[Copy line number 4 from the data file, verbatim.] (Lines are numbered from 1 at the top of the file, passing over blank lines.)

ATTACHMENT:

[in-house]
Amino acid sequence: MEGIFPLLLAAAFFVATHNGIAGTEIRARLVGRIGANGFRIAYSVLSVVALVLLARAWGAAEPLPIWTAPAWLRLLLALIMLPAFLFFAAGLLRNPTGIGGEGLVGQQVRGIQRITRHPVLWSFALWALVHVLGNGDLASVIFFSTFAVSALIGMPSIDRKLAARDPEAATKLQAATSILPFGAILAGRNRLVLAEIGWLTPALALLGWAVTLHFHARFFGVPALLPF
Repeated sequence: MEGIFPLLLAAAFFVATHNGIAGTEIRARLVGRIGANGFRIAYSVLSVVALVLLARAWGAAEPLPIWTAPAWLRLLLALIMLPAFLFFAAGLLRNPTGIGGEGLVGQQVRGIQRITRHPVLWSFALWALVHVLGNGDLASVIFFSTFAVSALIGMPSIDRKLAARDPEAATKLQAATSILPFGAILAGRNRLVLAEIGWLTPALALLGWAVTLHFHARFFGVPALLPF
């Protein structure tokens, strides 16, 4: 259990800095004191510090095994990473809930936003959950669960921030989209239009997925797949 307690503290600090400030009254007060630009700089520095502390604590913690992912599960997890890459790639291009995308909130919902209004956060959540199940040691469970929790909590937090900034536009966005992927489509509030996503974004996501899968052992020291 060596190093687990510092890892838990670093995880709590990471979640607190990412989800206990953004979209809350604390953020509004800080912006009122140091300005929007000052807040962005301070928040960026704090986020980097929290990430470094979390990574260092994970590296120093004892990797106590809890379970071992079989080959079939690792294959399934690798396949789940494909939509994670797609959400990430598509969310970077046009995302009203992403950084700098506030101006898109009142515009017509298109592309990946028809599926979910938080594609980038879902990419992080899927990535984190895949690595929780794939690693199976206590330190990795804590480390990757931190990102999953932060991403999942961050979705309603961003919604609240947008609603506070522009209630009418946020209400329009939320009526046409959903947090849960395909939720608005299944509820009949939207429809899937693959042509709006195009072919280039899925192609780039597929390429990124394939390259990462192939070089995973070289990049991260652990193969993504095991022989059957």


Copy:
């Protein structure tokens, strides 16, 4: 259990800095004191510090095994990473809930936003959950669960921030989209239009997925797949 307690503290600090400030009254007060630009700089520095502390604590913690992912599960997890890459790639291009995308909130919902209004956060959540199940040691469970929790909590937090900034536009966005992927489509509030996503974004996501899968052992020291 060596190093687990510092890892838990670093995880709590990471979640607190990412989800206990953004979209809350604390953020509004800080912006009122140091300005929007000052807040962005301070928040960026704090986020980097929290990430470094979390990574260092994970590296120093004892990797106590809890379970071992079989080959079939690792294959399934690798396949789940494909939509994670797609959400990430598509969310970077046009995302009203992403950084700098506030101006898109009142515009017509298109592309990946028809599926979910938080594609980038879902990419992080899927990535984190895949690595929780794939690693199976206590330190990795804590480390990757931190990102999953932060991403999942961050979705309603961003919604609240947008609603506070522009209630009418946020209400329009939320009526046409959903947090849960395909939720608005299944509820009949939207429809899937693959042509709006195009072919280039899925192609780039597929390429990124394939390259990462192939070089995973070289990049991260652990193969993504095991022989059957």